Mosquito; drawing by David Levine

No other disease—indeed, no other force of nature—did more to shape the evolution of American life than yellow fever. HIV-AIDS may, in a century or so, come to be regarded as an equal influence. But it was yellow fever that set the modern rules of engagement—emotional, political, scientific, and medical—in confrontations between disease and humankind. As is often the way with pathologies suppressed and illnesses prevented, the threat that yellow fever posed to society is now largely and happily forgotten. The apparent victory over a temporarily prevalent mosquito is part of the gilt-edged human history of the New World. Such are the repressions of memory, the distractions of the present.

The inquisitive reader is therefore forced to rely on primary sources to recover the sense of terror brought about by yellow fever in nineteenth-century proto-urban America. One example: Elizabeth Drinker, a Philadelphia Quaker born in 1734. She wrote a diary until six days before she died on November 24, 1807.1 Her chronicle of domestic living provides grisly insight into the drama of yellow fever in America’s then most significant city.

The fever first struck Philadelphia in 1699. In September 1762, Drinker noted its comeback: “A Sickley time at Philada. many Persons are taken down, with Something very like the Yallow-Feaver.” During the frequent epidemics of the 1790s, she called part of her diary the “Book of Mortality.” In 1793, for instance, she described “an unusual number of funerals,” the escape of families as the “fever prevails in the City,” and the burning of tar in the streets to ward off disease. Five thousand people died during that single outbreak, 10 percent of Philadelphia’s population. Drinker recounts stories of harrowing tragedy:

…G Hesser told a sad story, of Robt. Ross Broker that he died in the night of the Yallow fever, no Body with him but his wife who was taken in labour while he was dying, she opend the window and call’d for help, but obtain’d none, in the morning some one went in to see how they fair’d, found the man and his wife both dead, and a new born infant alive….

The number of dead exceeded all expectations. In September 1793, Drinker reported:

…it is said that many are bury’d after night, and taken in carts to their graves…. we have also heard to day that the dead are put in their Coffins just as they die without changing their cloths or laying out, are buried in an hour or two after their disease…. Coffins were keept ready made in piles.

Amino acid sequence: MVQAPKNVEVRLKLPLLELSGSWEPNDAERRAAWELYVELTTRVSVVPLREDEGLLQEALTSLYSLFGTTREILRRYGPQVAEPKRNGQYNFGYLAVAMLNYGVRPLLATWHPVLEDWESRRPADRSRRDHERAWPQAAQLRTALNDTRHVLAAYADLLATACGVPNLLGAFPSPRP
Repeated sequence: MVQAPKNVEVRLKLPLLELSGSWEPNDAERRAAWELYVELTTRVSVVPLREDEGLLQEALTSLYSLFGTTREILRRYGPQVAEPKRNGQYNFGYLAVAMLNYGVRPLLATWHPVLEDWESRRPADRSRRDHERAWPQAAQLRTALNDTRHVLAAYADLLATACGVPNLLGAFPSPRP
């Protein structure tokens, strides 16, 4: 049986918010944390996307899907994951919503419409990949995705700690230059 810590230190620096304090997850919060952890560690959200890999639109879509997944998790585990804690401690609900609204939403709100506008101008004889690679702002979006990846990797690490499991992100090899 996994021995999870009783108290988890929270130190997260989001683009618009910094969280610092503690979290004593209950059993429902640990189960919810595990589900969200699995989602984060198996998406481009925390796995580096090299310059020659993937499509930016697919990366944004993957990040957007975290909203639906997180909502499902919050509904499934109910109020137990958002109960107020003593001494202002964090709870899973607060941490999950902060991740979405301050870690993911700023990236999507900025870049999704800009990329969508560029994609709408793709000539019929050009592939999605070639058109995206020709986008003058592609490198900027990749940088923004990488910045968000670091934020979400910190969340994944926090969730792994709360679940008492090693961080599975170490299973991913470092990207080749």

The marks of these epidemics have been erased from the city’s public exterior. When I was there recently the only visible memorial—pointed out to me by an elderly man sitting beneath the Bicentennial Bell—was a U-shaped depression in the ground beside Carpenters’ Hall. An old sewer. And this for an epidemic about which, during fierce public petitioning for George Washington to declare war in support of the French Revolution, John Adams claimed that “nothing but the yellow fever…could have saved the United States from a total revolution of government.”


Yellow fever is caused by a virus transmitted to human beings in villages and towns by a delicate-looking mosquito called Aedes aegypti, although the connection between mosquitoes and the fever wasn’t established until 1900. When the yellow fever–infected mosquito enters a human settlement, outbreaks of disease tend to be explosive—and mortal. An epidemic in Ethiopia between 1960 and 1962 killed as many as 30,000 people. The disease itself is particularly horrible. Illness begins abruptly with fever, headache, and muscle pain. The victim is extremely ill with bleeding and violent episodes of vomiting. Within a few days, the pulse slows, blood pressure falls, and the kidneys fail. Blood oozes from every tissue surface. When the infection is severe, half of those affected die.

Margaret Humphreys, a respected historian of science, has shown how the human slaughter brought about by yellow fever almost by itself precipitated the creation of important US public health institutions, including the US Public Health Service, which was set up, Humphreys argues, largely in response to yellow fever’s effects on American commerce.2 Each epidemic in the nineteenth century—and New Orleans took the brunt of the disease—“stopped trains and bottled up ports, keeping cotton from the mills and preventing the movement of basic merchandise from distribution points in cities to the countryside.” Boards of health were set up to combat yellow fever’s threat. Thus,

Yellow fever was crucial to the expansion of federal public health involvement in the late nineteenth century, largely because, unlike any other disease that steadily afflicted the country, it was fundamentally a national problem.